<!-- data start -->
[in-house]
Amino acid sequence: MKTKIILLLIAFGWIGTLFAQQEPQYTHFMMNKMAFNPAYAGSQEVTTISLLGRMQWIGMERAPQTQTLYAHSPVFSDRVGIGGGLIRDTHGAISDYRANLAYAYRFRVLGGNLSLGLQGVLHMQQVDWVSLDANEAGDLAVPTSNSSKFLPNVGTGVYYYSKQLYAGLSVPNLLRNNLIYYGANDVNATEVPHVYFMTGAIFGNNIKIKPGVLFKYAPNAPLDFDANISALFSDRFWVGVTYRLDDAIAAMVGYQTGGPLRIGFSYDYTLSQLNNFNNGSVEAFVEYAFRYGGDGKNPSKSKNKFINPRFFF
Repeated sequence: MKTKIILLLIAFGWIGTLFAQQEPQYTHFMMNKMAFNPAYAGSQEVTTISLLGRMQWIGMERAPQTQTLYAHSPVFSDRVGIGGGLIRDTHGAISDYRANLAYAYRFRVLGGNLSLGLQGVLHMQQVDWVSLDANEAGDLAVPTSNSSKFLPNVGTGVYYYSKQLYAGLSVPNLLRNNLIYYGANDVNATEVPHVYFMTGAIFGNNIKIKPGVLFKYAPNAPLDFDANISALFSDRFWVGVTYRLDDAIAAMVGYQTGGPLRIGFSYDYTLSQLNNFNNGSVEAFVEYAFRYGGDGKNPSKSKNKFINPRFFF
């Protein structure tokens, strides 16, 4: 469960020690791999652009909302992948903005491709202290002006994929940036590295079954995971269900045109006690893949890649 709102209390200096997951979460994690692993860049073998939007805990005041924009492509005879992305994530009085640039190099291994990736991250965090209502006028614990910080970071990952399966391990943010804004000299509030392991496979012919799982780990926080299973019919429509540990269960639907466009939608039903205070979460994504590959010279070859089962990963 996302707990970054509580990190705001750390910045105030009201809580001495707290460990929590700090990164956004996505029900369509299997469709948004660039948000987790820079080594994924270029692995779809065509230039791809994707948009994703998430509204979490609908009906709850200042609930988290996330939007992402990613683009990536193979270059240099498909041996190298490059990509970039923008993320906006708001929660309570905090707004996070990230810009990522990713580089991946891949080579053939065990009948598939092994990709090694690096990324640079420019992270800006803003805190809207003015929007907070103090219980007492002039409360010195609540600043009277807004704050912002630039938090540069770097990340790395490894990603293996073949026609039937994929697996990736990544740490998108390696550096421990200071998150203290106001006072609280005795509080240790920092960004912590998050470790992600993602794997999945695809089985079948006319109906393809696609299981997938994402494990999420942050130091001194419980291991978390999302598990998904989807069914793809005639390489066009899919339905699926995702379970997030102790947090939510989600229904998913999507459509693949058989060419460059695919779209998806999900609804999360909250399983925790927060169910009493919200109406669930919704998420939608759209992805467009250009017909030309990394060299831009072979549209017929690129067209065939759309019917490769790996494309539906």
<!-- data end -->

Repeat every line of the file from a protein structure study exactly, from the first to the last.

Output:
[in-house]
Amino acid sequence: MKTKIILLLIAFGWIGTLFAQQEPQYTHFMMNKMAFNPAYAGSQEVTTISLLGRMQWIGMERAPQTQTLYAHSPVFSDRVGIGGGLIRDTHGAISDYRANLAYAYRFRVLGGNLSLGLQGVLHMQQVDWVSLDANEAGDLAVPTSNSSKFLPNVGTGVYYYSKQLYAGLSVPNLLRNNLIYYGANDVNATEVPHVYFMTGAIFGNNIKIKPGVLFKYAPNAPLDFDANISALFSDRFWVGVTYRLDDAIAAMVGYQTGGPLRIGFSYDYTLSQLNNFNNGSVEAFVEYAFRYGGDGKNPSKSKNKFINPRFFF
Repeated sequence: MKTKIILLLIAFGWIGTLFAQQEPQYTHFMMNKMAFNPAYAGSQEVTTISLLGRMQWIGMERAPQTQTLYAHSPVFSDRVGIGGGLIRDTHGAISDYRANLAYAYRFRVLGGNLSLGLQGVLHMQQVDWVSLDANEAGDLAVPTSNSSKFLPNVGTGVYYYSKQLYAGLSVPNLLRNNLIYYGANDVNATEVPHVYFMTGAIFGNNIKIKPGVLFKYAPNAPLDFDANISALFSDRFWVGVTYRLDDAIAAMVGYQTGGPLRIGFSYDYTLSQLNNFNNGSVEAFVEYAFRYGGDGKNPSKSKNKFINPRFFF
């Protein structure tokens, strides 16, 4: 469960020690791999652009909302992948903005491709202290002006994929940036590295079954995971269900045109006690893949890649 709102209390200096997951979460994690692993860049073998939007805990005041924009492509005879992305994530009085640039190099291994990736991250965090209502006028614990910080970071990952399966391990943010804004000299509030392991496979012919799982780990926080299973019919429509540990269960639907466009939608039903205070979460994504590959010279070859089962990963 996302707990970054509580990190705001750390910045105030009201809580001495707290460990929590700090990164956004996505029900369509299997469709948004660039948000987790820079080594994924270029692995779809065509230039791809994707948009994703998430509204979490609908009906709850200042609930988290996330939007992402990613683009990536193979270059240099498909041996190298490059990509970039923008993320906006708001929660309570905090707004996070990230810009990522990713580089991946891949080579053939065990009948598939092994990709090694690096990324640079420019992270800006803003805190809207003015929007907070103090219980007492002039409360010195609540600043009277807004704050912002630039938090540069770097990340790395490894990603293996073949026609039937994929697996990736990544740490998108390696550096421990200071998150203290106001006072609280005795509080240790920092960004912590998050470790992600993602794997999945695809089985079948006319109906393809696609299981997938994402494990999420942050130091001194419980291991978390999302598990998904989807069914793809005639390489066009899919339905699926995702379970997030102790947090939510989600229904998913999507459509693949058989060419460059695919779209998806999900609804999360909250399983925790927060169910009493919200109406669930919704998420939608759209992805467009250009017909030309990394060299831009072979549209017929690129067209065939759309019917490769790996494309539906």